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**Mia** is a simple dice game with a strong emphasis on bluffing and detecting bluff related to Liar's dice.

Two dice and a flat bottomed container with a lid or a dice cup are needed. This game is played by three or more players.

All players start with six lives. Usually the players use a die to keep track of their lives, counting down from 6 to 1 as they lose lives.

The first player rolls the dice and keeps their value concealed from the other players in or under the container. The player then has three choices:

- Tell the truth and announce what has been rolled.
- Lie and announce a greater value than that rolled.
- Lie and announce a lesser value.

The concealed dice are then passed to the next player in a clockwise fashion. The receiving player now has three options:

- Believe the passer, roll the dice and pass it on, announcing a higher value - with or without looking at them. (For a poor liar it may be sensible to not look at the dice.)
- Call the passer a liar and look at the dice. If the dice show a lesser value than that announced, the passer loses a life and the receiving player starts a new round. However, if the dice show a greater or equal value, the current player loses a life and the next player starts a new round.
- Pass the dice to the next player without rolling or looking at them, announcing a higher value. This relieves the original passer of all responsibility. This choice rests on the assumption that the previous player announced a lesser value than they rolled, which may be a sensible choice if they want to get at a player further down the line.

Note that each player must *always* announce a value greater than the previous value announced, unless she or he is passed a Mia in which case the round ends.

If *Mia* is announced, the next player has two choices:

- They may give up without looking at the dice and lose one life.
- They may look at the dice. If it was a Mia, they lose two lives. If it wasn't, the previous player loses one life as usual.

The first player to lose all of their lives loses the game. If played in a pub, he may regain his honor by treating the other players to a pint of beer.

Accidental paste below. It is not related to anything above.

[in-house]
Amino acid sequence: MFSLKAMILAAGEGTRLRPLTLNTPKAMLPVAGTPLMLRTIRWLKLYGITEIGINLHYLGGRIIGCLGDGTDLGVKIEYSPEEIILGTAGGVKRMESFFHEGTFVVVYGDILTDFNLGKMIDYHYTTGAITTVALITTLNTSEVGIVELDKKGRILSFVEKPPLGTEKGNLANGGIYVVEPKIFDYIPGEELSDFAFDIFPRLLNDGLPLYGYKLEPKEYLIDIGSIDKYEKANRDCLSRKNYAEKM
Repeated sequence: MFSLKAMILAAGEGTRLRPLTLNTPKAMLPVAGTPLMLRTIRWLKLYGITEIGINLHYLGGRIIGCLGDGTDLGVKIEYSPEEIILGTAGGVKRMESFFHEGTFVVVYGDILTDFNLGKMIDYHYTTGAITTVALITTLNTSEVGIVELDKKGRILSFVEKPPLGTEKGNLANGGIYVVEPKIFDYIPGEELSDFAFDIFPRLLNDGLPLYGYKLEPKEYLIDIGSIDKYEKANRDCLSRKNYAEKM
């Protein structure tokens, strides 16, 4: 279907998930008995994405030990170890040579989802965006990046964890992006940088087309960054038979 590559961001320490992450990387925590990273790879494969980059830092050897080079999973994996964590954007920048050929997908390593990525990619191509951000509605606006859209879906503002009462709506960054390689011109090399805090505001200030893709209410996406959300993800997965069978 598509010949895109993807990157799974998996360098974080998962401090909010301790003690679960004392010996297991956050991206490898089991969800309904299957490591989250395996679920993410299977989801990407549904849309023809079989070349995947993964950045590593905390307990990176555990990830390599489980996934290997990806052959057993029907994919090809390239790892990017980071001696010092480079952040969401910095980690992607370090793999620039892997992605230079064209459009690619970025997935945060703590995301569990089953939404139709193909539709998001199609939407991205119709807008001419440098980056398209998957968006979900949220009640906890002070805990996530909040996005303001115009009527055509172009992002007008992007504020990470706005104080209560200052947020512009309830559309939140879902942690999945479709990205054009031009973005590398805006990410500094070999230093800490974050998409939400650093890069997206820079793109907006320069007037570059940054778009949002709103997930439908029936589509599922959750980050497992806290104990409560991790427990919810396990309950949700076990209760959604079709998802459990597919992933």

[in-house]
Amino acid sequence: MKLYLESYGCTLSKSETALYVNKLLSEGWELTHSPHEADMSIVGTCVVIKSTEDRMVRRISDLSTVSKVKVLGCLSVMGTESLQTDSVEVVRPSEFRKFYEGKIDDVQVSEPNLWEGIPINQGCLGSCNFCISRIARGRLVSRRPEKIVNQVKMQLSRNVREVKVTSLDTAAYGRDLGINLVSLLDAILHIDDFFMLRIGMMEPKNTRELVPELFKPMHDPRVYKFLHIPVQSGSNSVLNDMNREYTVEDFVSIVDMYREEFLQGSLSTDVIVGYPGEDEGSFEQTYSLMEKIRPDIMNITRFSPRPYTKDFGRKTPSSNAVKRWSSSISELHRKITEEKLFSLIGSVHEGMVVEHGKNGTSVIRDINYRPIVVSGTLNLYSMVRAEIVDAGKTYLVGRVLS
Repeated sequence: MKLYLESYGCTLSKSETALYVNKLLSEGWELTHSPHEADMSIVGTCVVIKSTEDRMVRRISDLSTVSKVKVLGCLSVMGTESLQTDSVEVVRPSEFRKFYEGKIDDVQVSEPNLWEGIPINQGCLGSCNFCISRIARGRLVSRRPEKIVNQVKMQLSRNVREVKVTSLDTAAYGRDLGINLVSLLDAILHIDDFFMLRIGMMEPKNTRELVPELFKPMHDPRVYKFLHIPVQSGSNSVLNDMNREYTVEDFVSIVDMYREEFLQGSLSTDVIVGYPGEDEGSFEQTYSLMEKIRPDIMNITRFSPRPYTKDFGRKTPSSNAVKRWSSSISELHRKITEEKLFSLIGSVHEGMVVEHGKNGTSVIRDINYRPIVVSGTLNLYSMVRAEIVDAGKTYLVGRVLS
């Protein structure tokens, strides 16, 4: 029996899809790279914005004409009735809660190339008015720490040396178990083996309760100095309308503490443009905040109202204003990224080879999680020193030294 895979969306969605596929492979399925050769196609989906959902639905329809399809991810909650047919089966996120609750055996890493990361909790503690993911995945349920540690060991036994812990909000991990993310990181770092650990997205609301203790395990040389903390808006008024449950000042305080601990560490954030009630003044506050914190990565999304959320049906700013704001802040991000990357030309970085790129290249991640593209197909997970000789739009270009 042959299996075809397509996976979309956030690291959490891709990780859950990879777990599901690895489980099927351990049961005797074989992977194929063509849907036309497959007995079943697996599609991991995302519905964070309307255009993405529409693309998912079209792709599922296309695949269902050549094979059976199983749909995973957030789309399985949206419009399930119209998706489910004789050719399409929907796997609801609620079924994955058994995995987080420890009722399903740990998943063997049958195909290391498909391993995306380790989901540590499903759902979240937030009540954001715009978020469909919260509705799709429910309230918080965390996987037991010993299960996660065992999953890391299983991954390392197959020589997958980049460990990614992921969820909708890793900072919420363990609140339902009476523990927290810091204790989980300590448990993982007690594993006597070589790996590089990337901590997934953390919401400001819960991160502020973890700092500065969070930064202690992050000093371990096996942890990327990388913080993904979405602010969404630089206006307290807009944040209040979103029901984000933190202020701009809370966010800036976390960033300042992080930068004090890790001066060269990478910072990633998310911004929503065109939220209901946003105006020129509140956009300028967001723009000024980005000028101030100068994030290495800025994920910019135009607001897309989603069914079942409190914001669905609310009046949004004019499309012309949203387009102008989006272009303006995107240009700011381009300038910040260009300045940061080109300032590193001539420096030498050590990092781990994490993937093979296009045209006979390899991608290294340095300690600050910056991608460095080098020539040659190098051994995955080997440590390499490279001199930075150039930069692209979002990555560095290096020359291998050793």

Unlike most dice games, the value of the roll is not the sum of the dice. Instead, the highest die is multiplied by ten and then added to the other die. So a 2 and a 1 is 21 and a 5 and 6 is 65. The highest roll is 21 which is called *Mia*, followed by the doubles from 11 to 66, and then all other rolls from 65 down to 31. Thus, the complete order of rolls (from highest to lowest) is 21 (Mia), 11, 22, 33, 44, 55, 66, 65, 64, 63, 62, 61, 54, 53, 52, 51, 43, 42, 41, 32, 31

The appeal of Mia resides primarily in the potential it affords for bluffing. As with other games of bluff, this is partly a psychological challenge. It is important to know the other players and master the subtleties of more or less conscious interpersonal communication. A common strategy is to develop a "character". A player may, for instance pretend to be a truthful person, a notorious liar, a constantly lucky roller, or one that usually tries to get at players beyond the next player. This will make the actions of the other players more predictable, which will give the player an advantage.

It is, however, also about statistics. In particular, one should be aware that 54 is the "middle" roll, in the sense that if a player announces 54, there is a 50% chance that the next player will roll a better value. In the Danish version called Meyer, the middle roll is 62.

Since there are two ways to achieve any result that is not a double roll (e.g., a result of 43 can be achieved by rolling either a 3-4 or a 4-3), while doubles can only be made in one way, the middle roll in this game is *not* 62 but rather *54*, despite the fact that ten possible results sit above and below the former, while there are twelve possible results above and eight below the latter. Nevertheless, owing to the "off-balance" structure of possible results, relative to possible rolls of two dice (21 possible results, 36 possible dice rolls), the likelihood that someone rolling a 62 (the numeric median result) will be beaten by a subsequent roller is only about 39 percent, while someone rolling a 54 (the statistical, or actual, median result) is facing exactly even odds. The complete list of possible results, and the approximate likelihood (x%) of each being beaten on a *single* subsequent roll, is as follows:

21 | 11 | 22 | 33 | 44 | 55 | 66 | 65 | 64 | 63 | 62 | 61 | 54 | 53 | 52 | 51 | 43 | 42 | 41 | 32 | 31 |
---|---|---|---|---|---|---|---|---|---|---|---|---|---|---|---|---|---|---|---|---|

0% | 6% | 8% | 11% | 14% | 17% | 19% | 22% | 28% | 33% | 39% | 44% | 50% | 56% | 61% | 67% | 72% | 78% | 83% | 89% | 94% |

Many variations and house rules exist. 31 may be considered the 2nd best roll (called "little Mia") instead of the worst. The order of the rolls 11 to 66 may be reversed. The rolls from 31 to 65 might be represented by just stating the sum of the two dice, so that e.g. both 62 and 53 are called "8 pips" and have the same value, better than "7 pips" (including 61) but worse than "9 pips" (including 54). The penalty whenever Mia is involved may be doubled so that one loses two lives instead of one. The requirement that one must announce more than the previous player can be relaxed so that one just has to announce at least the same, but then, the option of passing on the dice without looking would be banned.

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